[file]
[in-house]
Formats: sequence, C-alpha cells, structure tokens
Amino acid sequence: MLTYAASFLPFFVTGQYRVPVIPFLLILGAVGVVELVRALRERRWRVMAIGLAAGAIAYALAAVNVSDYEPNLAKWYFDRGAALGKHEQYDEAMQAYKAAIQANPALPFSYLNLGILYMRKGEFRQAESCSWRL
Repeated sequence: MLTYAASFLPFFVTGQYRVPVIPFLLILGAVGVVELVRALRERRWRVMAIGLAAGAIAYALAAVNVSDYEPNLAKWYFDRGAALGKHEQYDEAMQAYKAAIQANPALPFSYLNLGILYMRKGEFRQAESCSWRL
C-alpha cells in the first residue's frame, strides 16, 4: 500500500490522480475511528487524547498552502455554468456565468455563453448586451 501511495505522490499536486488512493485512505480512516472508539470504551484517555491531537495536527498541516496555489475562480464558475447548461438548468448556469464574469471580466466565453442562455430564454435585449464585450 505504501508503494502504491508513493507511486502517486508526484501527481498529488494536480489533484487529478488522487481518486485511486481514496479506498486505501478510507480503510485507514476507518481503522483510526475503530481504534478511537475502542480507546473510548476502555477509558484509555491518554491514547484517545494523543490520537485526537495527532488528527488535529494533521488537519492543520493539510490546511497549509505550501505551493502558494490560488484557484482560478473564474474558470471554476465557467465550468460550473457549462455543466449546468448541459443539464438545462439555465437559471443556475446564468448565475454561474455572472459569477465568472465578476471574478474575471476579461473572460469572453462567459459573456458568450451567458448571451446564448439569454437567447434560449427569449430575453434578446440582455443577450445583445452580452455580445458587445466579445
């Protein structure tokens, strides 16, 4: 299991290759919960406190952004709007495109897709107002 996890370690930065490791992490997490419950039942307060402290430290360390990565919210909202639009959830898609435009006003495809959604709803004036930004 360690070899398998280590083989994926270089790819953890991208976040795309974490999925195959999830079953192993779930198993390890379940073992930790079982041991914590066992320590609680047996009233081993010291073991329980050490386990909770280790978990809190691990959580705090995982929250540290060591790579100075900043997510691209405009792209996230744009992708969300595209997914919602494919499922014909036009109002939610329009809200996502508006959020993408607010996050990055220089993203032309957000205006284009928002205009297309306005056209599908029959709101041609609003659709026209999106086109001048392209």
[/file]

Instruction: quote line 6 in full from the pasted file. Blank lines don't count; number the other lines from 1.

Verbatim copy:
């Protein structure tokens, strides 16, 4: 299991290759919960406190952004709007495109897709107002 996890370690930065490791992490997490419950039942307060402290430290360390990565919210909202639009959830898609435009006003495809959604709803004036930004 360690070899398998280590083989994926270089790819953890991208976040795309974490999925195959999830079953192993779930198993390890379940073992930790079982041991914590066992320590609680047996009233081993010291073991329980050490386990909770280790978990809190691990959580705090995982929250540290060591790579100075900043997510691209405009792209996230744009992708969300595209997914919602494919499922014909036009109002939610329009809200996502508006959020993408607010996050990055220089993203032309957000205006284009928002205009297309306005056209599908029959709101041609609003659709026209999106086109001048392209």